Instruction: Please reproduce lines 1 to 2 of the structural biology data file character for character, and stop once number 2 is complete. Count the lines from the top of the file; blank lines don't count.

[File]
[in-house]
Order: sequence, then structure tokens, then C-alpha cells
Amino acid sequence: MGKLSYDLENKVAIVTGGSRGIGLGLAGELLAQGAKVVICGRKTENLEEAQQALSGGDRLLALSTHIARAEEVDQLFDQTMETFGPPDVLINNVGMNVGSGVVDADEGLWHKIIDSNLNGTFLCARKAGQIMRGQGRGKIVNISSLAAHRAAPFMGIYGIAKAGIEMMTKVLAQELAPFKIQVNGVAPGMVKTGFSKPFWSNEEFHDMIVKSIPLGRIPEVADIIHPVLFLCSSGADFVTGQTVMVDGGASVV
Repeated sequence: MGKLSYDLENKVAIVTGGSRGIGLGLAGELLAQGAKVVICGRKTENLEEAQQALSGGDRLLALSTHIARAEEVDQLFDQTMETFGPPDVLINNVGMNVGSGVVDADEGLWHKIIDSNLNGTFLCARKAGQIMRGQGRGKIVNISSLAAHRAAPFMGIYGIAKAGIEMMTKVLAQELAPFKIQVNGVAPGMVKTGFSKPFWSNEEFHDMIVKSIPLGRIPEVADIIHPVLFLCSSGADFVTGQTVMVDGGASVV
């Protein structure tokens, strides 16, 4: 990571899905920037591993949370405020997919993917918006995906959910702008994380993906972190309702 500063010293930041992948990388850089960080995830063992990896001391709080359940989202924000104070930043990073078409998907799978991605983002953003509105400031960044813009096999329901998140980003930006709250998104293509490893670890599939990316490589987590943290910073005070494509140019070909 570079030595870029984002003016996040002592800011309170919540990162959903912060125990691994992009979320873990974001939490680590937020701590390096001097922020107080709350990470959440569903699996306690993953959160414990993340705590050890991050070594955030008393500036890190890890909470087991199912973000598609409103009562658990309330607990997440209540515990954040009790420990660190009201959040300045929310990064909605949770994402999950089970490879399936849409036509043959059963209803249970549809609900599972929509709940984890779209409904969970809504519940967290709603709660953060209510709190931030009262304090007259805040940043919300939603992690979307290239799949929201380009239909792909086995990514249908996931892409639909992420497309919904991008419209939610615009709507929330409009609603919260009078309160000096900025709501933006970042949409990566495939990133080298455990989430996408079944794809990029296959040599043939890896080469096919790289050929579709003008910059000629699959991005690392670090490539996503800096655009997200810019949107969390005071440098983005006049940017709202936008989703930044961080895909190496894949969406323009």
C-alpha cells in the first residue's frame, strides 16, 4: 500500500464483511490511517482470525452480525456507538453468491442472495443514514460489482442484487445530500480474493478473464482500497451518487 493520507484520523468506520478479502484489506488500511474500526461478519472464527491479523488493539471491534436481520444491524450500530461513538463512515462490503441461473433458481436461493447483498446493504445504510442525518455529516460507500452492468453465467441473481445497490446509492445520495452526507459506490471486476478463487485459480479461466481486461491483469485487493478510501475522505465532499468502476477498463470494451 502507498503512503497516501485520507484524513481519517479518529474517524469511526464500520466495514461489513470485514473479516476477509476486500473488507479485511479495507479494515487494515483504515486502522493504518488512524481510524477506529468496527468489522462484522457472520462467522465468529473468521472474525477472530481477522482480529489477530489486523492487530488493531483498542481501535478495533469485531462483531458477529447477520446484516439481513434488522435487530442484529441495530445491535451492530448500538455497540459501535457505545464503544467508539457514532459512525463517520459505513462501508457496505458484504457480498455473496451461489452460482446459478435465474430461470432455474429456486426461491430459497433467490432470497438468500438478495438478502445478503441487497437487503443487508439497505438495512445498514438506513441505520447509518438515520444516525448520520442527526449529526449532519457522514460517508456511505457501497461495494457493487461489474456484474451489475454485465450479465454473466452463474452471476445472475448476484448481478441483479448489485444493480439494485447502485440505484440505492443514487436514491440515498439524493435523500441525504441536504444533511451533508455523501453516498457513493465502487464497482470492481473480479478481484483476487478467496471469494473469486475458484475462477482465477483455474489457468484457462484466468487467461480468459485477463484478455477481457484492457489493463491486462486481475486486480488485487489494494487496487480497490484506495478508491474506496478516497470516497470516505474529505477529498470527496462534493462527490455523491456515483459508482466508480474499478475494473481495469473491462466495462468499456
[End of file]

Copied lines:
[in-house]
Order: sequence, then structure tokens, then C-alpha cells